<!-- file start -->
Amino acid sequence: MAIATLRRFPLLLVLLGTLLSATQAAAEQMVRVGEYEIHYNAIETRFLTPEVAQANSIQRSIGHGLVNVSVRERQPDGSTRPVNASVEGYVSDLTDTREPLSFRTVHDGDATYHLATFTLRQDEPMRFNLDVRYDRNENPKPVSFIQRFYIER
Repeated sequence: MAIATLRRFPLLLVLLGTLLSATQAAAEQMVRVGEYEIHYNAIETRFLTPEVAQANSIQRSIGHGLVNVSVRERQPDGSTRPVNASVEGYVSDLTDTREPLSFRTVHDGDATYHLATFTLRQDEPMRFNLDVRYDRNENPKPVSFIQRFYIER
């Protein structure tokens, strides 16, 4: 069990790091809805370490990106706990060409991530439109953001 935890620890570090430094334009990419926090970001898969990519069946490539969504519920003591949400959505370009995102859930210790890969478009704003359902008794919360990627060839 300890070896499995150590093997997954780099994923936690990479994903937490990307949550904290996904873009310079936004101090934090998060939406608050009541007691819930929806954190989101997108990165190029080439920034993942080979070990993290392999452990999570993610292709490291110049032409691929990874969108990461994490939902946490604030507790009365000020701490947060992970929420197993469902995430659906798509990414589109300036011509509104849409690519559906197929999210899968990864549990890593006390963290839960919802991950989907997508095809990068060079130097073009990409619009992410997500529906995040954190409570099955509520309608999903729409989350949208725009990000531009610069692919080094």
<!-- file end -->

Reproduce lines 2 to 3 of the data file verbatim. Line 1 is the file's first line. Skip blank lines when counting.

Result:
Repeated sequence: MAIATLRRFPLLLVLLGTLLSATQAAAEQMVRVGEYEIHYNAIETRFLTPEVAQANSIQRSIGHGLVNVSVRERQPDGSTRPVNASVEGYVSDLTDTREPLSFRTVHDGDATYHLATFTLRQDEPMRFNLDVRYDRNENPKPVSFIQRFYIER
């Protein structure tokens, strides 16, 4: 069990790091809805370490990106706990060409991530439109953001 935890620890570090430094334009990419926090970001898969990519069946490539969504519920003591949400959505370009995102859930210790890969478009704003359902008794919360990627060839 300890070896499995150590093997997954780099994923936690990479994903937490990307949550904290996904873009310079936004101090934090998060939406608050009541007691819930929806954190989101997108990165190029080439920034993942080979070990993290392999452990999570993610292709490291110049032409691929990874969108990461994490939902946490604030507790009365000020701490947060992970929420197993469902995430659906798509990414589109300036011509509104849409690519559906197929999210899968990864549990890593006390963290839960919802991950989907997508095809990068060079130097073009990409619009992410997500529906995040954190409570099955509520309608999903729409989350949208725009990000531009610069692919080094």